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Title: EPR studies of electron transfer in cadmium selenide sensitised titania
Author: Beukes Stewart, Eva-Panduleni
ISNI:       0000 0004 6349 2217
Awarding Body: University of Aberdeen
Current Institution: University of Aberdeen
Date of Award: 2016
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Research into renewable energy sources is crucially increasing to counteract the ever more concerning impact of non-renewable sources. Theoretically, Quantum Dot Solar Cells (QDSCs) can achieve much greater efficiencies than current, commercial solar cells, but its expansion is still in its very early stages of scientific study and development. In this project TiO2, one of the most efficient and cost-effective photocatalysts, is coupled with Cadmium Selenide (CdSe) Quantum Dots (QD) in a study of interfacial charge transfers. Thus far, in other studies, CdSe QDs have shown some of the most promising results of QDSCs. EPR spectroscopy has been used here to study charge transfer processes in CdSe quantum dot (QD) sensitised titania. Visible light excitation of QDs directly adsorbed onto titania surfaces causes electron transfer to the titania, producing characteristic EPR signals of trapped electrons in the titania. Under ultraviolet excitation the trapped electron signals seen in titania alone are suppressed in the presence of directly adsorbed quantum dots, as is the formation of superoxide in the presence of oxygen. These observations suggest that reverse electron transfer from the titania to the QDs can also occur. No visible light excited electron transfer occurs in the case of QDs attached to the titania surface via bi-linker molecules, but under ultraviolet excitation a similar suppression of electron trapping in the titania phase is seen. These results show that the nature of the interface between the QDs and the titania phase is crucially important in the electron transfer processes in both directions. The study also looks at the pitfalls of synthesis techniques used for making the CdSe QDs as well as the method of attaching it to the TiO2. Ionic deposition, which generally resulted in the best photocurrents in other studies, was discovered early on this project produced very impure samples. Direct Adsorption produces low titania surface coverage, which can potentially be improved. Whereas the lack of discussion in literature of clear purification methods in synthesis techniques for attaching QDs via a bi-linker molecule, through ligand exchange, causes a significant drawback in the study of such systems.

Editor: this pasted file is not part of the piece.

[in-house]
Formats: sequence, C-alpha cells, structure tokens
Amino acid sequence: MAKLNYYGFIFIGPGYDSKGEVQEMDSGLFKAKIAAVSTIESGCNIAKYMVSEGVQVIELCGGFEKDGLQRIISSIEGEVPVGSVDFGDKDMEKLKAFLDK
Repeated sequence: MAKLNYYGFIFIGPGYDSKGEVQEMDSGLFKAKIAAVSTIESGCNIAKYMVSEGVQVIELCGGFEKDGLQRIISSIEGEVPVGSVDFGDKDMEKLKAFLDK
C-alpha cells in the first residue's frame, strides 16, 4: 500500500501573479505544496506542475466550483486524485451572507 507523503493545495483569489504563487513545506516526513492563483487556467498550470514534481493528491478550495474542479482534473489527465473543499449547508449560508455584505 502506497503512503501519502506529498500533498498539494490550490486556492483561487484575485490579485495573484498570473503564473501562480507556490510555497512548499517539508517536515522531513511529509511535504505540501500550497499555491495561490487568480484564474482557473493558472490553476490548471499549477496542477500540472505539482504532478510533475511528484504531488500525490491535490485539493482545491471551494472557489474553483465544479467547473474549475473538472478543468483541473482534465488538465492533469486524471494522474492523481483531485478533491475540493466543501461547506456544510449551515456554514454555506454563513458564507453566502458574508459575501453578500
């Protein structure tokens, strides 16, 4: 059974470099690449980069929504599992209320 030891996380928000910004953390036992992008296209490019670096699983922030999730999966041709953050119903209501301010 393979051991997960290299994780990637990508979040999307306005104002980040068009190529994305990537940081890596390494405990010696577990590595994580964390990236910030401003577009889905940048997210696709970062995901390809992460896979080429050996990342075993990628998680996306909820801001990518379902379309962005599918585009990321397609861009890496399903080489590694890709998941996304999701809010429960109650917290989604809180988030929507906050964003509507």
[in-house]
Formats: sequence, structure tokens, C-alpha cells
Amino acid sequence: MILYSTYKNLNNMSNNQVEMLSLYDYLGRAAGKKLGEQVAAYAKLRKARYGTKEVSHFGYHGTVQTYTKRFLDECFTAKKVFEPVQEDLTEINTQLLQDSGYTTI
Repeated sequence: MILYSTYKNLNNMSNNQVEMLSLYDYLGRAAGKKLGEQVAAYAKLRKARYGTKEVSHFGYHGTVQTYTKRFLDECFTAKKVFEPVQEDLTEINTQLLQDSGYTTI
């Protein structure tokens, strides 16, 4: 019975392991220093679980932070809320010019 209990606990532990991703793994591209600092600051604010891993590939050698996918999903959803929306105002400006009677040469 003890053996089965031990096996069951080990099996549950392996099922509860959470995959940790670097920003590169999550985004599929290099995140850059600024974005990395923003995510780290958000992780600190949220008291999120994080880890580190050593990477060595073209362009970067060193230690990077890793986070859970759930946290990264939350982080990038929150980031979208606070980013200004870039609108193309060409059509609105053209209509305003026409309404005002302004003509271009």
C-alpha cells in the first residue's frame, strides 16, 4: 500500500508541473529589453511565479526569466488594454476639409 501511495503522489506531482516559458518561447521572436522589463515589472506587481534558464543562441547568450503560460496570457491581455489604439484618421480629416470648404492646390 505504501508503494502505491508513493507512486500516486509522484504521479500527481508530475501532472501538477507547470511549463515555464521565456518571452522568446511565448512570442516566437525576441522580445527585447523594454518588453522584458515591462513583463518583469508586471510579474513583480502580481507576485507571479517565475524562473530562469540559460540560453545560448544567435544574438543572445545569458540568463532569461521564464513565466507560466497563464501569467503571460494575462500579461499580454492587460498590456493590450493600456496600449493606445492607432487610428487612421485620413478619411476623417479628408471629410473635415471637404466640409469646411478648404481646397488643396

Supervisor: Not available Sponsor: Energy Technology Partnership ; University of Aberdeen
Qualification Name: Thesis (Ph.D.) Qualification Level: Doctoral
EThOS ID:  DOI: Not available
Keywords: Cadmium selenide ; Quantum dots ; Electron paramagnetic resonance spectroscopy ; Titanium dioxide